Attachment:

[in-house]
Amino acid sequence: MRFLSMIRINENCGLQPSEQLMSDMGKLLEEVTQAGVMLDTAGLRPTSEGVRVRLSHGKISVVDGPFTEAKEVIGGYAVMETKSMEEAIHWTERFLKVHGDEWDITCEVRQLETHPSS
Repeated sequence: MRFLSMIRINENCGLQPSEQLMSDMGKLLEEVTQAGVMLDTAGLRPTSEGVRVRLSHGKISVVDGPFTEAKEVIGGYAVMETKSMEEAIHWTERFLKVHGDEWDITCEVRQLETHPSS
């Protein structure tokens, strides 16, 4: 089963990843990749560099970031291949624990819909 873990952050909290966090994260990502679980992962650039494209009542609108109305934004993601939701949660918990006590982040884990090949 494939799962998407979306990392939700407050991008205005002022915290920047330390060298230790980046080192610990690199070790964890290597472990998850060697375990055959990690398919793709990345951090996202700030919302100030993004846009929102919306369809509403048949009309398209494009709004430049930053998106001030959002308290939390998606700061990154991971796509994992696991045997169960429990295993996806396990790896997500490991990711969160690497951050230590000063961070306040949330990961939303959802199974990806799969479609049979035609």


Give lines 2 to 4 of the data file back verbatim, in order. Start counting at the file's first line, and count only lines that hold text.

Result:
Amino acid sequence: MRFLSMIRINENCGLQPSEQLMSDMGKLLEEVTQAGVMLDTAGLRPTSEGVRVRLSHGKISVVDGPFTEAKEVIGGYAVMETKSMEEAIHWTERFLKVHGDEWDITCEVRQLETHPSS
Repeated sequence: MRFLSMIRINENCGLQPSEQLMSDMGKLLEEVTQAGVMLDTAGLRPTSEGVRVRLSHGKISVVDGPFTEAKEVIGGYAVMETKSMEEAIHWTERFLKVHGDEWDITCEVRQLETHPSS
């Protein structure tokens, strides 16, 4: 089963990843990749560099970031291949624990819909 873990952050909290966090994260990502679980992962650039494209009542609108109305934004993601939701949660918990006590982040884990090949 494939799962998407979306990392939700407050991008205005002022915290920047330390060298230790980046080192610990690199070790964890290597472990998850060697375990055959990690398919793709990345951090996202700030919302100030993004846009929102919306369809509403048949009309398209494009709004430049930053998106001030959002308290939390998606700061990154991971796509994992696991045997169960429990295993996806396990790896997500490991990711969160690497951050230590000063961070306040949330990961939303959802199974990806799969479609049979035609």